LOVE LETTER TO WHO OWNS THE HEAVENS by COREY VAN LANDINGHAM / I’m grateful for art that sits with us in these times. Some of it consoles and gives hope, and that can be nice. But I’m just as grateful for art that continues to provoke, that insists on further interrogation, like Love Letter to Who Owns the Heavens by Corey Van Landingham.
Megan Culhane Galbraith’s memoir The Guild of the Infant Savior starts with “the first woman on Earth,” Adam’s rib, serpent, apple. And it’s important to start my response to the memoir with the context of Eve, as well, including and especially the questions the archetype raises about the shaming and blaming of women, about who gets to tell a story and from what angle.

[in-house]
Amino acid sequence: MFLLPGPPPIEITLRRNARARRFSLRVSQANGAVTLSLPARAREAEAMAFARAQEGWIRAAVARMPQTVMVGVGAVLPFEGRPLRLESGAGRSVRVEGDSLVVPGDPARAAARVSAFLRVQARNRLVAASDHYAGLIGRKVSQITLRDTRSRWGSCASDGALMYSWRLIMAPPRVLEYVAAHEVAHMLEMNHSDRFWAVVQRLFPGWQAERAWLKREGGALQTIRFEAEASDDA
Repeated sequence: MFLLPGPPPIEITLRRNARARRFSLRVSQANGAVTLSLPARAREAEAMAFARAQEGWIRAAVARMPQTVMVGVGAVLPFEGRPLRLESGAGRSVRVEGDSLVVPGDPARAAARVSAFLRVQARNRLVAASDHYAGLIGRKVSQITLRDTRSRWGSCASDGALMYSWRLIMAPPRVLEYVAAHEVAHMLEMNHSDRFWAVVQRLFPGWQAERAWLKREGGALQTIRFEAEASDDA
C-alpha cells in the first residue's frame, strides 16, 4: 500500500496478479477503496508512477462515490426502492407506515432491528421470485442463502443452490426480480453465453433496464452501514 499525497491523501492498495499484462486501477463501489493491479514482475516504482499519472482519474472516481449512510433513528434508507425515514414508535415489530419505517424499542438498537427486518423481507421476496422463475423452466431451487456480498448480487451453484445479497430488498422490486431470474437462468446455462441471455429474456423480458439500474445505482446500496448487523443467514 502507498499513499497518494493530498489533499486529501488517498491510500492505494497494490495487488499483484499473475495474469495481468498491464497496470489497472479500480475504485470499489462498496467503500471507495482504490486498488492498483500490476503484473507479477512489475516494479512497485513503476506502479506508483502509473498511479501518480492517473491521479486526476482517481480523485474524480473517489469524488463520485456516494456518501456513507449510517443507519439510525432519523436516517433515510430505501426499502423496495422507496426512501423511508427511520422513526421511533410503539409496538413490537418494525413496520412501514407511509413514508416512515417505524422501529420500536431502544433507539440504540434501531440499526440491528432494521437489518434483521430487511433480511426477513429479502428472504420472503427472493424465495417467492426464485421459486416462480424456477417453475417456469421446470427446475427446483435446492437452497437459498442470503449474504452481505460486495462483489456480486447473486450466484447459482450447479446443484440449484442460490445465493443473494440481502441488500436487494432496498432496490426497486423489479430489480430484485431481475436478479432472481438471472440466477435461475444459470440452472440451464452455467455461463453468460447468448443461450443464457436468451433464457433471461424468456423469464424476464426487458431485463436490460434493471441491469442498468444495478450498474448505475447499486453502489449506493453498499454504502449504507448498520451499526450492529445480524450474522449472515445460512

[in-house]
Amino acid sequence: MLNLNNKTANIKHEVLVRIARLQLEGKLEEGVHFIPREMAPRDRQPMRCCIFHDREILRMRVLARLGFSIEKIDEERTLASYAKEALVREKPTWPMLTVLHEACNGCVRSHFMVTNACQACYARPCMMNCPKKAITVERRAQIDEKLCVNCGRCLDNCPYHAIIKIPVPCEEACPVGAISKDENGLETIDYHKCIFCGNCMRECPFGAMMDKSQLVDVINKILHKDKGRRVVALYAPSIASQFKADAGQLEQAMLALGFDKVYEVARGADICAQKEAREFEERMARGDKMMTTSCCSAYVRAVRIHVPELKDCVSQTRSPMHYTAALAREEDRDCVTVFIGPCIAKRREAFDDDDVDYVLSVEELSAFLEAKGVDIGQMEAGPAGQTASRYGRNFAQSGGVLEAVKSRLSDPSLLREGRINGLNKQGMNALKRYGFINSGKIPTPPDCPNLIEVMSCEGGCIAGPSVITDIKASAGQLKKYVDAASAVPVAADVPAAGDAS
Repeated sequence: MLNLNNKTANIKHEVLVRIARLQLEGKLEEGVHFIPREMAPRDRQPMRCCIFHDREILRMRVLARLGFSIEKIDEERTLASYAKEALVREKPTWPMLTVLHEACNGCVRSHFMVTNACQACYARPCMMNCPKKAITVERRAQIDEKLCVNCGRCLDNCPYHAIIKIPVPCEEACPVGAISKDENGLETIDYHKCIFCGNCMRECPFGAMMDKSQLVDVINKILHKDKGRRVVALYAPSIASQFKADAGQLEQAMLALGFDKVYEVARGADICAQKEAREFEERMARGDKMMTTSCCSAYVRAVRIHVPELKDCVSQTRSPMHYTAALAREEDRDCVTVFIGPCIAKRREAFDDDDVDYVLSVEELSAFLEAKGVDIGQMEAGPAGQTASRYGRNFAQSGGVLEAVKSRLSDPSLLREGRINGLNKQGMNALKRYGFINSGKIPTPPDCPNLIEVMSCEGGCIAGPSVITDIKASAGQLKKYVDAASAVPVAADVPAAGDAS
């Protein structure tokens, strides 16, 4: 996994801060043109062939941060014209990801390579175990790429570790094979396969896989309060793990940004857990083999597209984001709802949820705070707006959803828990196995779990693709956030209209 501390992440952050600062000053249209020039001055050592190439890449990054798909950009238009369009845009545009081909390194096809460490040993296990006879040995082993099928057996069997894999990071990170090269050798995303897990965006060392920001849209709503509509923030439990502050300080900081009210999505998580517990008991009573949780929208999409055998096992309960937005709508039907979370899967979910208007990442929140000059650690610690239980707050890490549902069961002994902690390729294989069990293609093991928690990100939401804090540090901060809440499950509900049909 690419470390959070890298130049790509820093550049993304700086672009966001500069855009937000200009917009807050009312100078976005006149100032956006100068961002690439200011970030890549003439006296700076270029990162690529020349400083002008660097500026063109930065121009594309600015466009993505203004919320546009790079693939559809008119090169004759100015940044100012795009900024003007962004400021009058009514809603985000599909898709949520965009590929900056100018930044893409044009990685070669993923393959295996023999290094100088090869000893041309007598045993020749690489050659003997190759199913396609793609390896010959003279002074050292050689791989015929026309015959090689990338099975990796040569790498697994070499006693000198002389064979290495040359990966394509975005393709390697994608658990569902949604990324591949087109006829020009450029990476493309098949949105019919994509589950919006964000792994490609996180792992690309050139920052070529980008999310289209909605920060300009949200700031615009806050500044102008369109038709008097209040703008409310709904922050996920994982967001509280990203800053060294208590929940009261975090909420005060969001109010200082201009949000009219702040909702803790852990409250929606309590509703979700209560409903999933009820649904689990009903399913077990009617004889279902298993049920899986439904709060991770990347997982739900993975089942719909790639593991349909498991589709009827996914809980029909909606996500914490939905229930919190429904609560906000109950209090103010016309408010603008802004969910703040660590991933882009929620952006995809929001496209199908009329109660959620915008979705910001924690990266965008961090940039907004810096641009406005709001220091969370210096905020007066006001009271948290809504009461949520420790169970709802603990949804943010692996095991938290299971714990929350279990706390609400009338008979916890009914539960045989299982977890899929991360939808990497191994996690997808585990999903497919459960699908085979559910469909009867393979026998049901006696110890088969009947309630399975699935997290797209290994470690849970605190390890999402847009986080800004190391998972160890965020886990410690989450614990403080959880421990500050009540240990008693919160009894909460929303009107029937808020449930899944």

I fall in love with some detail at each house: a cluster of dwarfs like my mom painted one year in a ceramics class; a blue canoe, upside down; children’s drawings in a front window, including a crayon portrait of a cat named Serenity. Think I can get away with that in a poem?
WE by SARAH FRELIGH / Much has to do with sex. The adventures of it. Its hazards and manipulations. Parts that entice us. Parts that repel us. How we see ourselves inside it. How others see us in it. And if they can see us outside it.
ALL DAY I DREAM ABOUT SIRENS by Domenica Martinello / Quite appropriate to their obsession (the Sirens of Greek mythology), these poems lure me in and smash me on the rocks.
THE BOOK OF DELIGHTS by ROSS GAY / Being such a writing process nerd, I was intrigued by the rules Gay established for the delights project, and I love what it seemed to have offered Gay beyond some really great material for a book.
Poetry teaches us how to listen, and poetry helps us know things, like urgency, tenderness and the value of each story.